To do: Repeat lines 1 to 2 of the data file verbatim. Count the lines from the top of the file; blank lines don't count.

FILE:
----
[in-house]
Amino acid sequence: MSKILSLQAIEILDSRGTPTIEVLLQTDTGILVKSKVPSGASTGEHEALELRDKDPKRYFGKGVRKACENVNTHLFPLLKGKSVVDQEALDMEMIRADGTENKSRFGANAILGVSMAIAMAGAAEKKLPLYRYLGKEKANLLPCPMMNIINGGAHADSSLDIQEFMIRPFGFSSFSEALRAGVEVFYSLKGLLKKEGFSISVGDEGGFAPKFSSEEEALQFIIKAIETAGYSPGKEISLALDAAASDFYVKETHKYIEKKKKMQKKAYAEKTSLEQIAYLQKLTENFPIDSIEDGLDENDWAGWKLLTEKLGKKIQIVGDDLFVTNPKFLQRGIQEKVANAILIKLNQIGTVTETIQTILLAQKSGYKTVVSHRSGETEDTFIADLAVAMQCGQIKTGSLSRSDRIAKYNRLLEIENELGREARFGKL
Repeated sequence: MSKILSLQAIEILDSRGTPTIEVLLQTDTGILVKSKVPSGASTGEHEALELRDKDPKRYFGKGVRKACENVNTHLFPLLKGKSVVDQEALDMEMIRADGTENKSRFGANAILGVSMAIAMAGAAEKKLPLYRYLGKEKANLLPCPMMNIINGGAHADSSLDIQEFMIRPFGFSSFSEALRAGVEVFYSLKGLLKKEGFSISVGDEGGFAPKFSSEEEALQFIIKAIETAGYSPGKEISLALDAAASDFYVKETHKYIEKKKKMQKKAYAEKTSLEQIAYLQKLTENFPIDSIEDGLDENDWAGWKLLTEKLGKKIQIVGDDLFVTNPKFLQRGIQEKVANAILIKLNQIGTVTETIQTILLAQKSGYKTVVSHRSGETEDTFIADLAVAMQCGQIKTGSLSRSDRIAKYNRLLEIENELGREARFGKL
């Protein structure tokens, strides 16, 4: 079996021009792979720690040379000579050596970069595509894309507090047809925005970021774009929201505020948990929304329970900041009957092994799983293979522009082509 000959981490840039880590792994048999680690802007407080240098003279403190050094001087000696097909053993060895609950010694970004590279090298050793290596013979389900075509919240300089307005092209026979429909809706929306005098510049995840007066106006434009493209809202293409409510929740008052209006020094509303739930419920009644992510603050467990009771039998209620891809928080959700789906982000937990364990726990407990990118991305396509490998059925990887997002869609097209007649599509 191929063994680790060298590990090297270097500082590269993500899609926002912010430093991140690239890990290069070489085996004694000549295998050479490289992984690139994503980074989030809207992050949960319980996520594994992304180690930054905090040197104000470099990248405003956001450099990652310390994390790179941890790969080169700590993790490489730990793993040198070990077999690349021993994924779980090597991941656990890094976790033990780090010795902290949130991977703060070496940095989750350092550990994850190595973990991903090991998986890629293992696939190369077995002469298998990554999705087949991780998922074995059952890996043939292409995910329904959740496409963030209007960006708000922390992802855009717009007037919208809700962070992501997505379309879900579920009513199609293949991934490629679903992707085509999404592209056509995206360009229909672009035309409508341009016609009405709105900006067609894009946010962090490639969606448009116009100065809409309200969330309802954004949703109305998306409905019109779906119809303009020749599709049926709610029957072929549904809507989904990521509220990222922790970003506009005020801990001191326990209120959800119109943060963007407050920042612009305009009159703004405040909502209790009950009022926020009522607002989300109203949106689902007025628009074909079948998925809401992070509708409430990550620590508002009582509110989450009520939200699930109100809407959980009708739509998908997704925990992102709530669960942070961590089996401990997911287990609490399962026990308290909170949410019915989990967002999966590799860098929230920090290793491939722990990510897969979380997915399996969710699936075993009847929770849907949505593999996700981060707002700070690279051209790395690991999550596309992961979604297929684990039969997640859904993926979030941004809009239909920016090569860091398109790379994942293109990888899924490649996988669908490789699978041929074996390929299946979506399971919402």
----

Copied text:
[in-house]
Amino acid sequence: MSKILSLQAIEILDSRGTPTIEVLLQTDTGILVKSKVPSGASTGEHEALELRDKDPKRYFGKGVRKACENVNTHLFPLLKGKSVVDQEALDMEMIRADGTENKSRFGANAILGVSMAIAMAGAAEKKLPLYRYLGKEKANLLPCPMMNIINGGAHADSSLDIQEFMIRPFGFSSFSEALRAGVEVFYSLKGLLKKEGFSISVGDEGGFAPKFSSEEEALQFIIKAIETAGYSPGKEISLALDAAASDFYVKETHKYIEKKKKMQKKAYAEKTSLEQIAYLQKLTENFPIDSIEDGLDENDWAGWKLLTEKLGKKIQIVGDDLFVTNPKFLQRGIQEKVANAILIKLNQIGTVTETIQTILLAQKSGYKTVVSHRSGETEDTFIADLAVAMQCGQIKTGSLSRSDRIAKYNRLLEIENELGREARFGKL